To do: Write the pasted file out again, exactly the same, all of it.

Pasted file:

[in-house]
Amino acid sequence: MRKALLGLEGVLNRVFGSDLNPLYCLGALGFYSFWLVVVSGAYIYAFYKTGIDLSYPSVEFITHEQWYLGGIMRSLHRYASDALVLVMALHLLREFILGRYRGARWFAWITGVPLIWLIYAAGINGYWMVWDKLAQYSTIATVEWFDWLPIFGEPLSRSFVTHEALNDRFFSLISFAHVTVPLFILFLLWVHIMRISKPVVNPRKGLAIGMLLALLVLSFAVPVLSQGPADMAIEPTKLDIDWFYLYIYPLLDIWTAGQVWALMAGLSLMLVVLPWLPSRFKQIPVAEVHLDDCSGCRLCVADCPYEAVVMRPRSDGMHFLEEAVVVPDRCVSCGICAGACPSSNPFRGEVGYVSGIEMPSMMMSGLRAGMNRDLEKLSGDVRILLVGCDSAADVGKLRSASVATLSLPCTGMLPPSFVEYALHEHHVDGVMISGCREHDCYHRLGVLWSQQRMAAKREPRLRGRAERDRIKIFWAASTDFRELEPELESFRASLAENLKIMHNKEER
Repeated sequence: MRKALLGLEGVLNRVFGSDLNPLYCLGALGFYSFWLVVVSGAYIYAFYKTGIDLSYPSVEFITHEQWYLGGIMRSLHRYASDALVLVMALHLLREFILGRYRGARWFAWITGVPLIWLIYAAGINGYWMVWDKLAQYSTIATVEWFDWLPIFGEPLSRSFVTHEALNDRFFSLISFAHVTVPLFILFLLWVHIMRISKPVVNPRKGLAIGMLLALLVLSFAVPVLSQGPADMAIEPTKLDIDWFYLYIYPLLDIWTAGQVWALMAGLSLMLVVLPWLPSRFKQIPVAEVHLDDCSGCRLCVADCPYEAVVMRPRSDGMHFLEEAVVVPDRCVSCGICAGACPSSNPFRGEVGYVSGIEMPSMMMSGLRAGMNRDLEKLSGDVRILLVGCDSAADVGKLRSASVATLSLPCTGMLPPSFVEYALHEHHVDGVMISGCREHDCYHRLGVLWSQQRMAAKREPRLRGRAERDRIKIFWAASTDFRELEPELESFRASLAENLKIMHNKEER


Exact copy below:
[in-house]
Amino acid sequence: MRKALLGLEGVLNRVFGSDLNPLYCLGALGFYSFWLVVVSGAYIYAFYKTGIDLSYPSVEFITHEQWYLGGIMRSLHRYASDALVLVMALHLLREFILGRYRGARWFAWITGVPLIWLIYAAGINGYWMVWDKLAQYSTIATVEWFDWLPIFGEPLSRSFVTHEALNDRFFSLISFAHVTVPLFILFLLWVHIMRISKPVVNPRKGLAIGMLLALLVLSFAVPVLSQGPADMAIEPTKLDIDWFYLYIYPLLDIWTAGQVWALMAGLSLMLVVLPWLPSRFKQIPVAEVHLDDCSGCRLCVADCPYEAVVMRPRSDGMHFLEEAVVVPDRCVSCGICAGACPSSNPFRGEVGYVSGIEMPSMMMSGLRAGMNRDLEKLSGDVRILLVGCDSAADVGKLRSASVATLSLPCTGMLPPSFVEYALHEHHVDGVMISGCREHDCYHRLGVLWSQQRMAAKREPRLRGRAERDRIKIFWAASTDFRELEPELESFRASLAENLKIMHNKEER
Repeated sequence: MRKALLGLEGVLNRVFGSDLNPLYCLGALGFYSFWLVVVSGAYIYAFYKTGIDLSYPSVEFITHEQWYLGGIMRSLHRYASDALVLVMALHLLREFILGRYRGARWFAWITGVPLIWLIYAAGINGYWMVWDKLAQYSTIATVEWFDWLPIFGEPLSRSFVTHEALNDRFFSLISFAHVTVPLFILFLLWVHIMRISKPVVNPRKGLAIGMLLALLVLSFAVPVLSQGPADMAIEPTKLDIDWFYLYIYPLLDIWTAGQVWALMAGLSLMLVVLPWLPSRFKQIPVAEVHLDDCSGCRLCVADCPYEAVVMRPRSDGMHFLEEAVVVPDRCVSCGICAGACPSSNPFRGEVGYVSGIEMPSMMMSGLRAGMNRDLEKLSGDVRILLVGCDSAADVGKLRSASVATLSLPCTGMLPPSFVEYALHEHHVDGVMISGCREHDCYHRLGVLWSQQRMAAKREPRLRGRAERDRIKIFWAASTDFRELEPELESFRASLAENLKIMHNKEER